During the morning, I experienced an interesting maths lesson where the teacher was using a projector to show the children a Power Point of mental maths questions to prepare them for an upcoming provincial maths challenge. The children were engaged, enthusiastic and the teacher vibrant, challenging and emotive in his questioning and praise. The standard of mathematical understanding shown by the children was brilliant and testimony to the maths curriculum they are following at the school. The practise paid off, as later that week, one of the Year 5 children competed in a provincial competition in Durban and won first prize, thus highlighting the strength of Khethani’s maths teaching.
While Khethani continues to provide our children with a fantastic education up until Grade 9, the school does not have the resources or expertise to continue until Grade 12. Where our children go after Khethani, has proved difficult in the past. Over the last few years, we have looked at a wide variety of options, including keeping our children in Ingwavuma to study at local government schools with extra support and tuition at Khethani. Unfortunately, we have found that no-matter how much tuition and support we provide, our children struggle at these schools where they are taught in classes of 60 students, teachers often don’t arrive for lessons and physical punishment is still used. This, therefore, is no-longer an option we are willing to explore and so the search has been ongoing to find a private school, close to their home and with similar values and support to Khethani. It is clear this must be somewhere that can continue to nurture their passion for learning, creativity and respect whilst challenging them to raise their academic knowledge further and cement English as a strong second language.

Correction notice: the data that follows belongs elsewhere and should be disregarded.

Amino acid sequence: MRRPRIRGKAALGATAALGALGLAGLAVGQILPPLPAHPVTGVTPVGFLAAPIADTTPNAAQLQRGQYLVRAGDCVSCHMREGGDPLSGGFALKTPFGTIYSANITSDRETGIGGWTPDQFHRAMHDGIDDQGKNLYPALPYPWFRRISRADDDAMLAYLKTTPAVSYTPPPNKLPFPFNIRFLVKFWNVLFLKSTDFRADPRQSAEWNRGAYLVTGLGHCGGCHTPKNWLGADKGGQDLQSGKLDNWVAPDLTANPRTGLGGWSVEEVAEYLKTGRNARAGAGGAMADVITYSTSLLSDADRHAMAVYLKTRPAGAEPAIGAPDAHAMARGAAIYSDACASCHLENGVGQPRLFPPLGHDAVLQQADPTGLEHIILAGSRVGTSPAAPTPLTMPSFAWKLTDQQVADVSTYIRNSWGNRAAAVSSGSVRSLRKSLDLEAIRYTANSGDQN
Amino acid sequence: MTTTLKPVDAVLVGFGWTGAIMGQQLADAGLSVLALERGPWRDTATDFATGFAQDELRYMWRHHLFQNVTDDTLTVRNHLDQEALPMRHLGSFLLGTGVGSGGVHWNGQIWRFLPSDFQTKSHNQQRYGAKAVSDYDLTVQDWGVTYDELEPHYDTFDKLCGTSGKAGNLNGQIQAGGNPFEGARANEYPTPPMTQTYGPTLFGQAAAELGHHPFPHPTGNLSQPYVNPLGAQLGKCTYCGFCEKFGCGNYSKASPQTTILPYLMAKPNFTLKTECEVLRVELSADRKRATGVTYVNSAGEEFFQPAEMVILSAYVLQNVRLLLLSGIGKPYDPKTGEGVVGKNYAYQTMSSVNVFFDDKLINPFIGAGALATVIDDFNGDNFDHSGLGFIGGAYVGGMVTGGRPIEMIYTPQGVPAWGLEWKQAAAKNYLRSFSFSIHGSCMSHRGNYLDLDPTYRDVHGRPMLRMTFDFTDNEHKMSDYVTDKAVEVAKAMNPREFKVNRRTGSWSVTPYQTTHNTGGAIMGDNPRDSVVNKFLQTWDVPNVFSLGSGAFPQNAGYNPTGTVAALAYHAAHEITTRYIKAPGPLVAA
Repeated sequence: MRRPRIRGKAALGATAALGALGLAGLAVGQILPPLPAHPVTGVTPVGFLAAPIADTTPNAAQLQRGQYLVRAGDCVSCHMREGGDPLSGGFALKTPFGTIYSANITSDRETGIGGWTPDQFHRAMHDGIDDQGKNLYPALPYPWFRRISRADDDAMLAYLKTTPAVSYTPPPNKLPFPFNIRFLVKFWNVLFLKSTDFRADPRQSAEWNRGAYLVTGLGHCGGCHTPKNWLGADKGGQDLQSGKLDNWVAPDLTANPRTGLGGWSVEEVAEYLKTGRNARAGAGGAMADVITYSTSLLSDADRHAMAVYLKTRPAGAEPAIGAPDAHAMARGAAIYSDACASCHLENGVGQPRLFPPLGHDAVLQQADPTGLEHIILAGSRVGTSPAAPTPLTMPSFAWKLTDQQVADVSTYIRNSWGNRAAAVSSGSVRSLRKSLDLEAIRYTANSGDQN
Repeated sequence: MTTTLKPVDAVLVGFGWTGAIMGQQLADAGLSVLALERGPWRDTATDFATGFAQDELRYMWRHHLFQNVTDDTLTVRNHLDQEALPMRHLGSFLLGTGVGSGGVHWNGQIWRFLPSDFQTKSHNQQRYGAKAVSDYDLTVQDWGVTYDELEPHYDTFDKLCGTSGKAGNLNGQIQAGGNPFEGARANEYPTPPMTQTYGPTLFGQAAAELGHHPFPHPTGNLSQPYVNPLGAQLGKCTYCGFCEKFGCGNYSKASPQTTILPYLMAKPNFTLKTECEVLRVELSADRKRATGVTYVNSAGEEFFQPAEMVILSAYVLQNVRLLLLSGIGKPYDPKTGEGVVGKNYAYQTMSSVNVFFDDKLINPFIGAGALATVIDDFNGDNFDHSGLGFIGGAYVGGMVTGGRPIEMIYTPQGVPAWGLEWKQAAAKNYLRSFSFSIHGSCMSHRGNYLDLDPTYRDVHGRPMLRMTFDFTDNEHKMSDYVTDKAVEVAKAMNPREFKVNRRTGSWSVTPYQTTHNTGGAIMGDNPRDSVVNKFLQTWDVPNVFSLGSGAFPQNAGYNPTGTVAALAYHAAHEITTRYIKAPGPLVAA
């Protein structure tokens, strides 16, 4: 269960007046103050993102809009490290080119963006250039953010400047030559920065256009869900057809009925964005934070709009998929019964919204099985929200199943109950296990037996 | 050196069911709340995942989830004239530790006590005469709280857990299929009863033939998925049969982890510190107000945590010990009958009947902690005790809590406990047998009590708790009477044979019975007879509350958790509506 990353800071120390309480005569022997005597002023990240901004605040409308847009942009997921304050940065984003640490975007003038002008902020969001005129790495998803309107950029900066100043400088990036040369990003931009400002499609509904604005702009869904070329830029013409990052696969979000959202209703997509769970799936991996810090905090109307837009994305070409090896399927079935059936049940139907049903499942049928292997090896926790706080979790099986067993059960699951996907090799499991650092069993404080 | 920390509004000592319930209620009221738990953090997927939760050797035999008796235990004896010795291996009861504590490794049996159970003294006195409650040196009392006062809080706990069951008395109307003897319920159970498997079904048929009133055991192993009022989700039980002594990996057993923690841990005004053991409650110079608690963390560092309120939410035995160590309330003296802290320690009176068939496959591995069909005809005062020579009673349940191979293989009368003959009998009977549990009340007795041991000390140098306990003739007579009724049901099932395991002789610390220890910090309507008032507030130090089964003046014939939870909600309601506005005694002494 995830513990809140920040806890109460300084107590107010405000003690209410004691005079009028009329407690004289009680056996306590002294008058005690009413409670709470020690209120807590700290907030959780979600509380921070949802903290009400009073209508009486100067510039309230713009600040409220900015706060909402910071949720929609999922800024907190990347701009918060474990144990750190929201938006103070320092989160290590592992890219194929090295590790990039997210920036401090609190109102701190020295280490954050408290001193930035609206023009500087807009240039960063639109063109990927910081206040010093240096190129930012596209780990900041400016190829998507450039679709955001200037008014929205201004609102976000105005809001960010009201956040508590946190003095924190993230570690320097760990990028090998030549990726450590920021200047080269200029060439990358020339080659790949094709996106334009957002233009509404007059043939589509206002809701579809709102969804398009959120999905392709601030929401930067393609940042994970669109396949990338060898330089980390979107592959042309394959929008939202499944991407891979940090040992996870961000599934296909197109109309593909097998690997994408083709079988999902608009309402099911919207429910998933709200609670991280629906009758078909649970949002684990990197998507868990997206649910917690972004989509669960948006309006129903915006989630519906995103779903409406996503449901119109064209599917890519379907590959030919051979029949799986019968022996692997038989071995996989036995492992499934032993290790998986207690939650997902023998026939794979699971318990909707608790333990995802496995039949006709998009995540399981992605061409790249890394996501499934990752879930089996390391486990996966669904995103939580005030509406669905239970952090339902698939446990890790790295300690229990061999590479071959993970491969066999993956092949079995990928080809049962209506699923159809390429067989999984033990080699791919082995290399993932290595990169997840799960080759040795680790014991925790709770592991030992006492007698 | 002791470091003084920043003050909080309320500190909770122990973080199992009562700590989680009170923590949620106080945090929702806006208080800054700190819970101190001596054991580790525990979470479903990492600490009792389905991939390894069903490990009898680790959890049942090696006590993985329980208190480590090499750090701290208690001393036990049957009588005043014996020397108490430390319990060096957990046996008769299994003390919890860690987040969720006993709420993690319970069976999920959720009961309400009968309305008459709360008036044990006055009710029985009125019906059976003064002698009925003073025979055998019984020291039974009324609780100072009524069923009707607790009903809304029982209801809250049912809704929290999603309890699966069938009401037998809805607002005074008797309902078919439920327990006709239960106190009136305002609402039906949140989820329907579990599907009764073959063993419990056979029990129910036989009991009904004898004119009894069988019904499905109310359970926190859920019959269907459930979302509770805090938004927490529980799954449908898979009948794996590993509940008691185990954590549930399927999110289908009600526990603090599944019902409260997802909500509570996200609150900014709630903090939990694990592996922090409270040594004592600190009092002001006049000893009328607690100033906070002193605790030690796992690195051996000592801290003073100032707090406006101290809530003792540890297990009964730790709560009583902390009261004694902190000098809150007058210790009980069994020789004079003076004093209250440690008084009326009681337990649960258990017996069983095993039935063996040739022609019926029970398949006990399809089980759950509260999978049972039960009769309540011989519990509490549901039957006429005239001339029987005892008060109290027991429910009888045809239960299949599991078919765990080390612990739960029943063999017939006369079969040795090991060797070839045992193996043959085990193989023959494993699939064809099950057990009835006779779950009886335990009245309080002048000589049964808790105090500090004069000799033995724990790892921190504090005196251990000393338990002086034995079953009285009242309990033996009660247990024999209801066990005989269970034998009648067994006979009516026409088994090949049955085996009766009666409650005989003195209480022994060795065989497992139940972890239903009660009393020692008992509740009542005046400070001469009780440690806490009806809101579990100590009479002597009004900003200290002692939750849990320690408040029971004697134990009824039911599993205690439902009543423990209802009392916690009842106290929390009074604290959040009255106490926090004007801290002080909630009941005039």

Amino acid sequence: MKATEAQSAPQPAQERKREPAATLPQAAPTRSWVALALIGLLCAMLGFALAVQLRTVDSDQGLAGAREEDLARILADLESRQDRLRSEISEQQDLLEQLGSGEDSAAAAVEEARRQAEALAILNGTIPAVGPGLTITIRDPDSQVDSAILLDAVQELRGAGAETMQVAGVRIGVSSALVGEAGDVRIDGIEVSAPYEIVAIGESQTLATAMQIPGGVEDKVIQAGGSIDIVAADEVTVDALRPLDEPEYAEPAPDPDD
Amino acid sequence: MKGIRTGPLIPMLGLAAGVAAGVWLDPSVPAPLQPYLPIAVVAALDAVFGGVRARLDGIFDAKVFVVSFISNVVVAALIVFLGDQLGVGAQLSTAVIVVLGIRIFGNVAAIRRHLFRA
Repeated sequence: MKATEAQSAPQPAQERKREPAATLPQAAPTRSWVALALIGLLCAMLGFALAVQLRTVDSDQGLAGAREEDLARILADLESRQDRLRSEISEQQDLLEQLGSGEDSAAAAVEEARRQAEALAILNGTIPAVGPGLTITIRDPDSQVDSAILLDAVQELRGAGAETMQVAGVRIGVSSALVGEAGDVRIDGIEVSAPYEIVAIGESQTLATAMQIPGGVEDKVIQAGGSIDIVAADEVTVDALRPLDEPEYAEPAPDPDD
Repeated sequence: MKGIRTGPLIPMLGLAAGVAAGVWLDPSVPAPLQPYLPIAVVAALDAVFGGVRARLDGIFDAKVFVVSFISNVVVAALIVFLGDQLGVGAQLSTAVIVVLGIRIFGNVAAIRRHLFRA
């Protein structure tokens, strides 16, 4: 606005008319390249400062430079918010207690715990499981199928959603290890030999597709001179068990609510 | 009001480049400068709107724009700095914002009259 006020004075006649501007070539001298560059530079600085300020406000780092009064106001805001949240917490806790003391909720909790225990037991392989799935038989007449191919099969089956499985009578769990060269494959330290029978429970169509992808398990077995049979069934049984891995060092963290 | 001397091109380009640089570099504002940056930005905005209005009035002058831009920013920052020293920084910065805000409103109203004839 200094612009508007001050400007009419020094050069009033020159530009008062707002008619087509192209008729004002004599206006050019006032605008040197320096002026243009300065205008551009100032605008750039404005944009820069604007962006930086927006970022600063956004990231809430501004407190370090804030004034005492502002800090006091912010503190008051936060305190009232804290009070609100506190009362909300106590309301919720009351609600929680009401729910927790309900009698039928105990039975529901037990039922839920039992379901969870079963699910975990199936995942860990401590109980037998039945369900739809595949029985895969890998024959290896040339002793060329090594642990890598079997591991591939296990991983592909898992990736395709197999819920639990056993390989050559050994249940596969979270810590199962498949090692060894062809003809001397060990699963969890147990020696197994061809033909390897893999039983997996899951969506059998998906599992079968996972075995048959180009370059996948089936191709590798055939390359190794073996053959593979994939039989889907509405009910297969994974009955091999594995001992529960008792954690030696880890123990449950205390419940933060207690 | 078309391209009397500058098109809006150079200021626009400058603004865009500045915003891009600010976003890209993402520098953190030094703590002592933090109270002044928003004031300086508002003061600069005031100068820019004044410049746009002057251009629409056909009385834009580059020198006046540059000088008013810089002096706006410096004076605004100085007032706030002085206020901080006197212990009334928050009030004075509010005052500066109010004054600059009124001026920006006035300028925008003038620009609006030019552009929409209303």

After spending the morning at Khethani, we travelled south to Richards Bay to visit Richards Bay Christian School (RBCS) to discuss what opportunities they could provide for our children after Khethani. The school is situated just outside the main town nestled in the heart of a rural settlement. It has beautiful (albeit small) facilities including art workshops, computer suites, coding rooms, a large auditorium and woodwork spaces. The school has two classes in each year group and ranges from Grade R right up to Grade 12 with the whole school taught on one site. During our time there, I met with Bev (the headteacher) who has a real heart for supporting a range of children to achieve their very best. The school maintains high academic expectations expecting all children to complete the IEB at the end of their time at the school. Alongside this, they have a strong network of tutors who facilitate extra study sessions and create resources for learners who struggle in certain areas. Bev is enthusiastic about the possibility of a partnership with Khethani and The Zoe Trust.
It was amazing to get the opportunity to visit both schools in one day. It really felt like RBCS was a continuation of Khethani; both sites provide a safe, collaborative learning environment that pushes learners to reach their full potential. It feels as if we have finally found the next step for our children which will enable them to complete their education and gain Matric qualifications that will stand them in great stead when applying for university or apprenticeships in the future.
With two children (Nontobeko and Sanele), currently in Grade 9 at Khethani we must now raise the money needed to secure a place for these two children at RBCS. The fees are substantially higher than Khethani’s fees due to its location in the city, high standard of education and the cost of completing final year exams; therefore, we are looking for new sponsors to join our Zoe Trust family. You can find out more information about the two girls who we would like to send in 2020 here http://www.zoetrust.org/the-zoe-trust-is-fundraising/. Please share with anyone you know who might be interested in joining our family and helping our children to have the best possible chance at a brighter future.
(Chair of the Zoe Trust)